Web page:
The UDRP provides a non-exhaustive list of circumstances which may reflect bad faith. These are summarised below.

  1. Where the disputed domain name was registered / acquired primarily for the purpose of selling it to the trademark owner (or a competitor) for profit or commercial gain.
  2. Where the disputed domain name was registered in order to prevent the trademark owner from doing so, and where it can be shown that the Registrant has engaged in a pattern of such conduct.
  3. Where the disputed domain name was registered primarily for the purpose of disrupting the business of a competitor.
  4. Where the disputed domain name is used to intentionally profit from the goodwill of another e.g. attempting to attract Internet users to the Registrant's web site or other on-line location by using a domain name that is confusingly similar with a mark belonging to the Complainant.

The Panel held that the registration of by the Respondents was in bad faith in the circumstances. The Panel referenced the Respondents' admission that they had demanded payment for transfer of . The Panel also referred to the fact that the Respondents had not replied to a specific allegation by the firm that the Respondents had similarly hijacked a large number of other renown names in Malaysia, including the names of well-known law firms, public listed companies, stock exchanges, government bodies and political societies, such as: , , , , , , , , , , , and .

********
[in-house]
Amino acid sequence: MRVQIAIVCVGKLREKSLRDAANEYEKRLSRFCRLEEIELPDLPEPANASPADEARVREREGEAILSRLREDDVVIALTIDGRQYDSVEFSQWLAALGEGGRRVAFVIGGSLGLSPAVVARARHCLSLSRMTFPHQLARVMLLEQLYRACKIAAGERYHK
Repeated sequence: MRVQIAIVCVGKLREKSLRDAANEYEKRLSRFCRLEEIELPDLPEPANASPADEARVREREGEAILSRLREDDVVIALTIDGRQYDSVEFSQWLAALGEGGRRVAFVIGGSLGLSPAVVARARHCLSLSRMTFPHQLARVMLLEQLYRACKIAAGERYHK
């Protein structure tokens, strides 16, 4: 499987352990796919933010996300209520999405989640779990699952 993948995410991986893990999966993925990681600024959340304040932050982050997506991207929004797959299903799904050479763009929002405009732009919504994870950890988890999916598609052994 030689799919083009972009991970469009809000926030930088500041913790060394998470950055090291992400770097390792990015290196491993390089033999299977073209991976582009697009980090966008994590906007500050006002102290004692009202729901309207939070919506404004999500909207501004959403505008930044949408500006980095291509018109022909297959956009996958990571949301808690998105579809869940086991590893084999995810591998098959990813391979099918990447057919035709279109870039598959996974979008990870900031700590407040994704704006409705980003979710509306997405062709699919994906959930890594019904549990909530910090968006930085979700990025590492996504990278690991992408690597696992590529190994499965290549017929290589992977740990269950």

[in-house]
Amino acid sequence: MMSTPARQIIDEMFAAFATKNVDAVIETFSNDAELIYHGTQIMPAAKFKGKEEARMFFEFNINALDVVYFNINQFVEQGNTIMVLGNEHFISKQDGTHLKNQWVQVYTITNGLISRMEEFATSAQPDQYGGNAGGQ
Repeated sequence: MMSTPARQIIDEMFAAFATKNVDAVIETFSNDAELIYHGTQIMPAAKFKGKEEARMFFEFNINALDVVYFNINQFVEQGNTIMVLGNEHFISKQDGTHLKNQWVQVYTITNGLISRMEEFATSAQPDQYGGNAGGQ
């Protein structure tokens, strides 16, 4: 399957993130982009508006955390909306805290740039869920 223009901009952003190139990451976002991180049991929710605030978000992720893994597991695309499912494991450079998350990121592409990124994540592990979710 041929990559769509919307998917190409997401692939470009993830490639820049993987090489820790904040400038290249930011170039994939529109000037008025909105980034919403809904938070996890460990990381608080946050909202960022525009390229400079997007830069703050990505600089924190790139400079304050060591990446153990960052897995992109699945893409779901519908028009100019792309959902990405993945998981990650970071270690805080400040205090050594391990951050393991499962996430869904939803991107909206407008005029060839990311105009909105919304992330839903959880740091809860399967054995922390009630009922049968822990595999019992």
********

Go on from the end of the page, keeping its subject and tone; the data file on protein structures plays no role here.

In a decision dated 1 December 2000, the Panel ruled that the domain name be transferred to the firm. This is illustrative of the expediency of filing a UDRP Complaint for an aggrieved party seeking the transfer or cancellation of a disputed domain name in a quick resolution of the dispute.

And thus ends the tale of the domain name of Skrine's website found at:

As a side note, the domain name was later the subject of a separate UDRP Complaint: Sime Darby Berhad Malaysia v. Mr. Sim e-Darby (WIPO Case No. D2001-1254) and like the Tale of Two Skrines, had a happy ending!

Writers' e-mail: This e-mail address is being protected from spambots. You need JavaScript enabled to view it & This e-mail address is being protected from spambots. You need JavaScript enabled to view it






Tatt Boon is the Senior Partner and the Head of the Intellectual Property Division of SKRINE.

Melissa is an Associate in the Intellectual Property Division of SKRINE. She graduated from King's College London in 2009.